The late C18 walled kitchen garden lies c 100m to the north-north-west of the Hall. The kitchen garden retains its north and east walls, the remainder being replaced by beech hedges. A small drain in the form of a watercourse runs from the northern end of the lake, south-west through the pleasure ground and the walled garden to exit in the south-west corner of the park. The east wall of the kitchen garden is pierced by a low brick arch under which the stream flows, whilst the beech hedges are broken by wrought-iron gates, that in the south boundary being mid C17 gilded wrought iron reused from Staunton Harold. The west gate is a modern addition (late C20), also gilded wrought iron to complement its neighbour. The garden has been developed from the mid C20 onwards by the owners in collaboration with Notcutts Nurseries and contains a rose garden, shrubbery, twin herbaceous borders focused on a summerhouse set into the north wall, and an area for fruit and vegetables. The south-west corner retains one glasshouse and some C19 frames.


The Carr family purchased Ditchingham and Hedenham Halls at the end of the C19, from which point the two parks developed in tandem, connected by an oak-lined wide grass avenue which survives in part. The Hall at Hedenham is now in separate ownership but the parks remain in a single ownership and today (late C20) are managed as one unit.


N Pevsner, The Buildings of England: North-west and South Norfolk (1962), p 135

R Webber, Percy Cane (1975), pp 91-3

J Kenworthy-Browne et al, Burke's and Savills Guide to Country Houses III, (1981), pp 104-6

Country Life, no 32 (10 August 1989), pp 66-9

J Garden History 11, (1991), nos 1 and 2, pp 34-7

T Williamson, The archaeology of the landscape park, BAR Brit Ser 268 (1998), p 227


Ditchingham Hall Farm, nd (c 1713), (MC 166/203 632 X 5), (Norfolk Record Office)

J Rumball, A rough plan of Hall, gardens, lawn, avenues, meadows and plantations, Ditchingham Hall, 1764 (private collection)

W Faden, A new topographical map of the county of Norfolk, 1797 (Norfolk Record Office)

Ditchingham Park enclosure map, 1816 (PC 12/7 P153), (Norfolk Record Office)

A Bryant, Map of the county of Norfolk, 1826 (Norfolk Record Office)

OS 6" to 1 mile:

1st edition published 1892

2nd edition published 1903

OS 25" to 1 mile: 2nd edition published 1903


James Butcher, engraving of Hall and park, 1778 (Norfolk Local Studies Library)


Phibbs, J, ‘Ditchingham Hall' in ‘A list of landscapes that have been attributed to Lancelot 'Capability' Brown' , accessed 12 January 2016 from

Archival items

The Carr family papers, including the Ditchingham archives, are held at the Norfolk Record Office.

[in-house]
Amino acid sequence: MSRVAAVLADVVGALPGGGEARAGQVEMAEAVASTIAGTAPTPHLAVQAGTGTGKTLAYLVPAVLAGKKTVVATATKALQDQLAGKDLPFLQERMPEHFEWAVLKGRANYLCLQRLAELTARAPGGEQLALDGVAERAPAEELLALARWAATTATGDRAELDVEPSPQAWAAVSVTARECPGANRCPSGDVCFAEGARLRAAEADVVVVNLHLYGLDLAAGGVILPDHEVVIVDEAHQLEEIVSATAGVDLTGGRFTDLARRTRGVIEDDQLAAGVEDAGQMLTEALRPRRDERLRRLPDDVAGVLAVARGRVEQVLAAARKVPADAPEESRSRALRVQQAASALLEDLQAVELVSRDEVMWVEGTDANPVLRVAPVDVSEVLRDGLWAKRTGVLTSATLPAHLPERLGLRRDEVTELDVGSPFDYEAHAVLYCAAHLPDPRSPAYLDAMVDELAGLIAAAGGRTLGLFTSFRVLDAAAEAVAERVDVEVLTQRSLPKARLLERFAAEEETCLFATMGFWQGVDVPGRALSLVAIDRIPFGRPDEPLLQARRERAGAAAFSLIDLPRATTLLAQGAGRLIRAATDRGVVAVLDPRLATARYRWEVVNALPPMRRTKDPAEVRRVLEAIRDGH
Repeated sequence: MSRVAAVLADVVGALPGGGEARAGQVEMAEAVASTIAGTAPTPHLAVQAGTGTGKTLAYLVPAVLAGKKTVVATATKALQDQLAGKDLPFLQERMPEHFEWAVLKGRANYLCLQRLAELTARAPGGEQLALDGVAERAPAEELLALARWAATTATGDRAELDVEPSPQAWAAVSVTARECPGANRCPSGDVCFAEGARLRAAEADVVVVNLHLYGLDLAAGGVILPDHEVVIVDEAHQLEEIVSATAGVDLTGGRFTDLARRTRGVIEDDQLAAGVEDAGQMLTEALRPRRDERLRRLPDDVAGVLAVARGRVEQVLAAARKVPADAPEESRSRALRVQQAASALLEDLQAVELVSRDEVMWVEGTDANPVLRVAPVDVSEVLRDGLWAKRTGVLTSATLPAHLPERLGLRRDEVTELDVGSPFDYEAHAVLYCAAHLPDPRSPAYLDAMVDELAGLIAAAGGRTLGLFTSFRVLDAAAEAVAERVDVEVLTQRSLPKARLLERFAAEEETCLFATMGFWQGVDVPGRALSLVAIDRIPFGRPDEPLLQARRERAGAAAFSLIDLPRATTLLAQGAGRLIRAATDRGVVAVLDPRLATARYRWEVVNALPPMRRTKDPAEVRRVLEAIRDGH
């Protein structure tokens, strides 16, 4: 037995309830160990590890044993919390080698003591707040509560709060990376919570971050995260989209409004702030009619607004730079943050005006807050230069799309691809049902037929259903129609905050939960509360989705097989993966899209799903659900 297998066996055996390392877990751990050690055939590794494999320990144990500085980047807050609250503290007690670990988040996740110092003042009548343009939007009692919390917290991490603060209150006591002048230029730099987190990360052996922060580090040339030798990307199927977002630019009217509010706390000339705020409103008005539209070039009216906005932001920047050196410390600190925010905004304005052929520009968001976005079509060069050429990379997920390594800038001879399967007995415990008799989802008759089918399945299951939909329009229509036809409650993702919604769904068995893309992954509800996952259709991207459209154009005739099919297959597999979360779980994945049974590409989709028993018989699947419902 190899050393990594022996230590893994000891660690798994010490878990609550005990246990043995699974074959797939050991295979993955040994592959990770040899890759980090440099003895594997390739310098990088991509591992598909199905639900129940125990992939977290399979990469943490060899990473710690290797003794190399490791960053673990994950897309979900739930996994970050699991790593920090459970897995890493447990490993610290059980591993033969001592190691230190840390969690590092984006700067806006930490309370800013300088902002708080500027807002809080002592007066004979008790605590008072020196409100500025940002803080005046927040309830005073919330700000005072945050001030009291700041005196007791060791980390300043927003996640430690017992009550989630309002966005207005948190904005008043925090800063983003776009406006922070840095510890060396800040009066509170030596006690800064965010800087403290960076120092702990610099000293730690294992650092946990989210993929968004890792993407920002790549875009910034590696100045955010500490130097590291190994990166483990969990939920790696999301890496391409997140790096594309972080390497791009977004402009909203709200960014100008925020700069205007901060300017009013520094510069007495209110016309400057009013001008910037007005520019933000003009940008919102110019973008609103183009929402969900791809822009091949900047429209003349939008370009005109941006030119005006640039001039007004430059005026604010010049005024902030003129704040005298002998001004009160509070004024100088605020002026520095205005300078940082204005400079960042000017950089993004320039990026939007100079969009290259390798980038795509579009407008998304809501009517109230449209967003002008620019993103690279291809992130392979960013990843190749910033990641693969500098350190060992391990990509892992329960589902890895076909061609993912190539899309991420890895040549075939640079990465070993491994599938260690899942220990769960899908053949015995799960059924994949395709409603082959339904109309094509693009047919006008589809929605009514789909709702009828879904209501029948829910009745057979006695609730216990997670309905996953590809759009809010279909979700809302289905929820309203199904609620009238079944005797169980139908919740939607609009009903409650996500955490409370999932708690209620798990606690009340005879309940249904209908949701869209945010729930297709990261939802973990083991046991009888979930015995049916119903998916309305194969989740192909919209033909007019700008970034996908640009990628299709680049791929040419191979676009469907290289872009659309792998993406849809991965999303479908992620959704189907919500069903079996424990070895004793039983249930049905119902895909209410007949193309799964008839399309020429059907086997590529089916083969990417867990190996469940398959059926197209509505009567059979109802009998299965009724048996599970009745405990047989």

Description written: October 1999 Amended: February 2000

Register Inspector: EMP

Edited: February 2001

The entry was enhanced in 2016.

Visitor Access, Directions & Contacts

The following is from the Register of Parks and Gardens of Special Historic Interest. For the most up-to-date Register entry, please visit the The National Heritage List for England (NHLE):


Ditchingham Hall was built around 1710 for the Rev John James Bedingfeld, to replace an old house with an enclosed garden on the same site (Williamson 1998), the estates of Ditchingham and neighbouring Hedenham having passed into the family's hands by marriage with the Bosards in the late C15. The new hall was given an extensive formal landscape of walled gardens and approach avenues. During the course of the C18 three generations of the Bedingfelds were responsible for the gradual remodelling of the landscape and were described in an estate survey by Joseph Rundall in 1764 as having devoted some effort to the setting of the house. By 1778 when it was illustrated by James Butcher (NLSL), it had become a fine open landscape park with an extensive serpentine lake.The present owners (1999) believed the park to have been the work of Lancelot Brown and although the landscape which survives today dates from Brown's period, as shown on Butcher's engraving of 1778, a search of the estate records found no evidence to support the claim. During the C19 the Bedingfeld family continued to make small changes to the park, including extensions to the south-east and the establishment of perimeter belts, although the exact details are not recorded. In 1885 the Bedingfelds sold the estate and it was purchased, along with the adjacent Hedenham Hall, by William Carr, an antiquary who wrote for the Dictionary of National Biography. Carr commissioned the architect Herbert J Green to enlarge the Hall in 1910 and to add a balustrated terrace on the south front, whilst the parks of Ditchingham and Hedenham were linked by an oak-lined drive. William Carr's daughter and her husband Lord Ferrers lived at Hedenham until Brigadier Carr's death in 1981 when they moved into Ditchingham, calling on the Norfolk architects Fielden and Mawson to renovate and reduce the size of the Hall. The lake was dredged and the pleasure grounds reclaimed. The site remains (1999) in single private ownership.

Associated People
Features & Designations


  • The National Heritage List for England: Register of Parks and Gardens

  • Reference: GD1133
  • Grade: II


  • Lake
  • Kitchen Garden
  • House (featured building)
  • Earliest Date:
  • Latest Date:
  • Parkland
  • Woodland
Key Information





Principal Building

Domestic / Residential





Civil Parish